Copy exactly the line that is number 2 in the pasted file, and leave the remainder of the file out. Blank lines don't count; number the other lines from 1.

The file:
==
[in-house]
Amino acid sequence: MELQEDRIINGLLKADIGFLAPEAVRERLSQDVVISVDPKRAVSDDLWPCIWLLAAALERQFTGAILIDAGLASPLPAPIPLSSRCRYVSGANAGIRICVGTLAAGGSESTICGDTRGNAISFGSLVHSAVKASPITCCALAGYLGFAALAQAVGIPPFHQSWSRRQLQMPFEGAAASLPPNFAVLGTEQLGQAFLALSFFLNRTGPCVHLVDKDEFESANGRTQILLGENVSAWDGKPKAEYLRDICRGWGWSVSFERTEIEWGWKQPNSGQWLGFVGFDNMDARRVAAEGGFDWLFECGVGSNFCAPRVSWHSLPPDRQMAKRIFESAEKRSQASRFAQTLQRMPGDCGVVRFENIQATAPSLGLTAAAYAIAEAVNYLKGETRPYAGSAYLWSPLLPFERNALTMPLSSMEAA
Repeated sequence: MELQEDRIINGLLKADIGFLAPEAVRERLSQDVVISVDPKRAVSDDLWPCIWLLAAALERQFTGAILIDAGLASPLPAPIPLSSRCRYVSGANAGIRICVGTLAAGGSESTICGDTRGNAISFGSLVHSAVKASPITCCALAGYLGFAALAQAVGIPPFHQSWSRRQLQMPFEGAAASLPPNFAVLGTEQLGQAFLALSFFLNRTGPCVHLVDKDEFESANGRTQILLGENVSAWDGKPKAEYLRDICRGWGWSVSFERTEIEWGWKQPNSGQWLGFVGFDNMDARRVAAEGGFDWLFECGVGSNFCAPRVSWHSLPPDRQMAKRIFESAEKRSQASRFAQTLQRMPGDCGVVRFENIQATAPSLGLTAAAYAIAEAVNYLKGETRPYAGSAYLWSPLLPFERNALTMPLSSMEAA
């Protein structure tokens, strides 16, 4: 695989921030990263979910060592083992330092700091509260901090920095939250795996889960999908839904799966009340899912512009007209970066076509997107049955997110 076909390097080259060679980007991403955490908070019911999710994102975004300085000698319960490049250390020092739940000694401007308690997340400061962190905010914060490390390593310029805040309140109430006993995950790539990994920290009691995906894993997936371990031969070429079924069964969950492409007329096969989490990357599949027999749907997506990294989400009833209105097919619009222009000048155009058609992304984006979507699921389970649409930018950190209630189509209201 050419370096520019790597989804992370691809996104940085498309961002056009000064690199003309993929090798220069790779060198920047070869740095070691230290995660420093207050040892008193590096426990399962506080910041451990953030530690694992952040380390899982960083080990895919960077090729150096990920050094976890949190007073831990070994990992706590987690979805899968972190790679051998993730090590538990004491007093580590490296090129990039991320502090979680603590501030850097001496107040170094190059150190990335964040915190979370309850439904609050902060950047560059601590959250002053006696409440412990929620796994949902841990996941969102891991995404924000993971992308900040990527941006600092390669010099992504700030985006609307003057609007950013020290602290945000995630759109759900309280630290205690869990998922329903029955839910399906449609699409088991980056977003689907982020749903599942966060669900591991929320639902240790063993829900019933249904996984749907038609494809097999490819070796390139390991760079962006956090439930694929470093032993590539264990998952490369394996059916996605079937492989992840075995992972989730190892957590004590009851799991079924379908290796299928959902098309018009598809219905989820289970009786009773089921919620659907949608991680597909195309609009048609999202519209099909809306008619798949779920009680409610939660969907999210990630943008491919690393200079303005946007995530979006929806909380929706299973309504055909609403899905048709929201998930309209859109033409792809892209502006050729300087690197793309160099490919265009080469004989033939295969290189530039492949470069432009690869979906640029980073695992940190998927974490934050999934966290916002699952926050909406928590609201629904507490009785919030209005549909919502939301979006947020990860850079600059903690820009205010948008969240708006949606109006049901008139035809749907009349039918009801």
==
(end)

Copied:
Amino acid sequence: MELQEDRIINGLLKADIGFLAPEAVRERLSQDVVISVDPKRAVSDDLWPCIWLLAAALERQFTGAILIDAGLASPLPAPIPLSSRCRYVSGANAGIRICVGTLAAGGSESTICGDTRGNAISFGSLVHSAVKASPITCCALAGYLGFAALAQAVGIPPFHQSWSRRQLQMPFEGAAASLPPNFAVLGTEQLGQAFLALSFFLNRTGPCVHLVDKDEFESANGRTQILLGENVSAWDGKPKAEYLRDICRGWGWSVSFERTEIEWGWKQPNSGQWLGFVGFDNMDARRVAAEGGFDWLFECGVGSNFCAPRVSWHSLPPDRQMAKRIFESAEKRSQASRFAQTLQRMPGDCGVVRFENIQATAPSLGLTAAAYAIAEAVNYLKGETRPYAGSAYLWSPLLPFERNALTMPLSSMEAA